HARARE — The Zimbabwean government has revealed that investors can now legally farm on State land under a new framework that it has developed.
This comes as the government sternly warned people who are illegally invading farms, saying while every Zimbabwean has a right to land, due process must be followed in accessing agricultural land.
It was the State’s responsibility, not individuals, to alienate agricultural land, Lands and Agriculture Minister Anxious Masuka said on Wednesday. In a statement, Masuka said following the completion of the land reform program that started in the early 2000s against the background of growing demand for land, the government was now focusing on identifying those with excess land, abandoned farms and underutilized farms for re-allocation to those in need of land.
It was in that light that the government came up with a joint venture agreement framework to allow investors to legally farm on State land with the consent of the government.
“Unfortunately, not every Zimbabwean wishing to get land will be allocated land. However, one does not have to own land in order to undertake farming or engage in a profitable agricultural business.”
“The government has recently approved a joint venture agreement framework such that investors can legally farm with the consent of the government. This method allows for access to agricultural land for production purposes while ensuring there is skills transfer to the land reform beneficiaries,” Masuka said.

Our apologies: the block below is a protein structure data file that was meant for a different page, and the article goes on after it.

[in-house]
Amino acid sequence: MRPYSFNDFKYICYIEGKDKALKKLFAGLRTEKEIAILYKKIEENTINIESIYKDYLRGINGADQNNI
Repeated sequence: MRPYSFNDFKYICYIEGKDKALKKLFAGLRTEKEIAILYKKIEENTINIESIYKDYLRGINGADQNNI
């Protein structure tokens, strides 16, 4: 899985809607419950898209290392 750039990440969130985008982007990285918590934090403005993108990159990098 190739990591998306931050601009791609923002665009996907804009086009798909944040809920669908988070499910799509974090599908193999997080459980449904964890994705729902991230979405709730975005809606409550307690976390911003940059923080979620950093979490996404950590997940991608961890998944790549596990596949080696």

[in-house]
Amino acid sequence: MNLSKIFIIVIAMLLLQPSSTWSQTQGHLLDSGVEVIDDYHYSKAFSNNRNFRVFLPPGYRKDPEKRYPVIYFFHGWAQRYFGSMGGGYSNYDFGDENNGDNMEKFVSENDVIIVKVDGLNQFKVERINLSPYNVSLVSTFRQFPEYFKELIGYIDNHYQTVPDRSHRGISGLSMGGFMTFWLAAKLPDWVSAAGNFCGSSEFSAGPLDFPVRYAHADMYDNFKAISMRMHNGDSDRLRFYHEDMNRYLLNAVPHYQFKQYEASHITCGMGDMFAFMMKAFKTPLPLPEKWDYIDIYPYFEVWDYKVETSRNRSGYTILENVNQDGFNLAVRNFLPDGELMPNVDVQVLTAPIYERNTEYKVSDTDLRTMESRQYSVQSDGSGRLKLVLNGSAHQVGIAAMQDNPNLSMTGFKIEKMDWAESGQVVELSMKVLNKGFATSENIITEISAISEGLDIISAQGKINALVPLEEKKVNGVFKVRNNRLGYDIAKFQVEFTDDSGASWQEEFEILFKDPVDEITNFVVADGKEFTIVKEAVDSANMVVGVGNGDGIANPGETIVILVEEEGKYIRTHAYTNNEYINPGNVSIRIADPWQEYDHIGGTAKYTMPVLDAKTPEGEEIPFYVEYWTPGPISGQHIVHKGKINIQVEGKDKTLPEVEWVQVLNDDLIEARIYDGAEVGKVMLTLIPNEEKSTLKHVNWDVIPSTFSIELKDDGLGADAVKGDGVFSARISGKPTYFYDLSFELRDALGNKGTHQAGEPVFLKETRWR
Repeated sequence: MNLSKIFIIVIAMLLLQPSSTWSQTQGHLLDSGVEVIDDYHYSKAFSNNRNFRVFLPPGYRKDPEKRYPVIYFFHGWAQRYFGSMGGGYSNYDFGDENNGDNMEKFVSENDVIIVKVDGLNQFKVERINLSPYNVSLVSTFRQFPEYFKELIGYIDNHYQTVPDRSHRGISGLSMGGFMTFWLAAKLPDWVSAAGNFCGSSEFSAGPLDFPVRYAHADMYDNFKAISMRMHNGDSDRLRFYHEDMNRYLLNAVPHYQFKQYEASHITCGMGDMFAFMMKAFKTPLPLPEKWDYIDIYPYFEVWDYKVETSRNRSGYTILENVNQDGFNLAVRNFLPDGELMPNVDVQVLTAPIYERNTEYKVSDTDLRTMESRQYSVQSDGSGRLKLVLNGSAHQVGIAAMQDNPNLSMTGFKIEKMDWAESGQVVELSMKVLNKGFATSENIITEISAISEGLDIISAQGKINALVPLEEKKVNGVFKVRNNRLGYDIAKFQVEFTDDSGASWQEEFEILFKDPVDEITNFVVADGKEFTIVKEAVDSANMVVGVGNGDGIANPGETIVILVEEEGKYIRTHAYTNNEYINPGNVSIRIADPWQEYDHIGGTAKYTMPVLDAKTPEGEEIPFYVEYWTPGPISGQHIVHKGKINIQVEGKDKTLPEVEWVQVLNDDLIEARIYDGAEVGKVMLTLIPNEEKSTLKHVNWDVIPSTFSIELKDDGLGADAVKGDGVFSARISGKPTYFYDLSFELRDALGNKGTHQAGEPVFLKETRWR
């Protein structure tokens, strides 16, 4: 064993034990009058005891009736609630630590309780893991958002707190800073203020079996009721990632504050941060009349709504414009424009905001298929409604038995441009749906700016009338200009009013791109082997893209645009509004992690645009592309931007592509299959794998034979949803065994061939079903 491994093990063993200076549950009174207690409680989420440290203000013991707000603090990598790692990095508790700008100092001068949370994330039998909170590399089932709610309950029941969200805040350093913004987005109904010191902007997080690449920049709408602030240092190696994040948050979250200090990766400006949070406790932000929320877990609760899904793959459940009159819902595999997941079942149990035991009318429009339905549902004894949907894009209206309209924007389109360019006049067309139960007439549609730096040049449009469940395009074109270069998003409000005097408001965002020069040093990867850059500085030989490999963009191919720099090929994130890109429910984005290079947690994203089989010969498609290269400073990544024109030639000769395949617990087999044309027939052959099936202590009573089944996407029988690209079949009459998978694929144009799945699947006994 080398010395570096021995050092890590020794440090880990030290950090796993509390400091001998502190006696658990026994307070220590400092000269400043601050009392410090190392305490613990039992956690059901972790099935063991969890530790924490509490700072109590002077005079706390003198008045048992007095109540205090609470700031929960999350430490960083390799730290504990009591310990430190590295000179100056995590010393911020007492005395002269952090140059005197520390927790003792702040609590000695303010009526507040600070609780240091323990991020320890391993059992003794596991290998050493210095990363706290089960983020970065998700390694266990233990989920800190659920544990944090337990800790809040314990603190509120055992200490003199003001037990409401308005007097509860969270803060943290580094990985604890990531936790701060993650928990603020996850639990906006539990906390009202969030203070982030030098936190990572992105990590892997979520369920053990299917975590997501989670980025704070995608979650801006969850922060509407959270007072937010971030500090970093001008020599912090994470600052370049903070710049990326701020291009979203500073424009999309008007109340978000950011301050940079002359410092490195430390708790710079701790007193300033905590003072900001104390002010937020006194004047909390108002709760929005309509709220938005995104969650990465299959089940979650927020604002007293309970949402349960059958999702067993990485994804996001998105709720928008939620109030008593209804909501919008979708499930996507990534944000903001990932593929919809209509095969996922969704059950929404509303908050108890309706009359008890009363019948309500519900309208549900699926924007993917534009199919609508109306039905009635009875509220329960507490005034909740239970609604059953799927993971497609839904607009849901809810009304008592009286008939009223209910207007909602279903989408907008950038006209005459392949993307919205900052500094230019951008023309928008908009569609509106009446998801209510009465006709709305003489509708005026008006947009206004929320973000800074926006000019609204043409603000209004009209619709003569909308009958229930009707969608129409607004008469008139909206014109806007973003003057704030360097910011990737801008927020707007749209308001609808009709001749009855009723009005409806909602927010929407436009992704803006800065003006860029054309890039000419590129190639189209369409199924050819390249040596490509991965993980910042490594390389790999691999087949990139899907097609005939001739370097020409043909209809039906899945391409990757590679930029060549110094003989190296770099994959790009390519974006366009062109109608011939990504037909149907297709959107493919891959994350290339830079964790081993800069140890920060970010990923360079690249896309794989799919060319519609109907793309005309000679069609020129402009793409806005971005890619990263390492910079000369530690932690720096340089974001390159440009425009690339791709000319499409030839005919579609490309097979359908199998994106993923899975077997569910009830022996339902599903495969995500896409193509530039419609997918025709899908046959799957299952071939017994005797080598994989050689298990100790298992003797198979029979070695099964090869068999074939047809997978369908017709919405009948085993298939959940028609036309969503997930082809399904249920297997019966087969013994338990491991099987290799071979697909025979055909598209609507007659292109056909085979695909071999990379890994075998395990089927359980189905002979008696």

He said the government does not allow any farm invasions, and that culprits offering fake offer letters to people will be brought to account.
“Continuing reports of corruption across all land categories are worrisome and the government will not tolerate any unbecoming behavior that is prejudicial to our cherished land reform program,” Masuka said.
The land reform program sought to address colonial land ownership imbalances and resulted in thousands of previously marginalized, landless Zimbabweans getting pieces of land previously occupied by former white commercial farmers. Masuka said the government is introducing new offer letters with improved security features to curb land disputes.
“Older offer letters will be replaced with new serialized offer letters with new security features. These will be collectible from the provinces and districts. This will weed out old fake offer letters,” he said.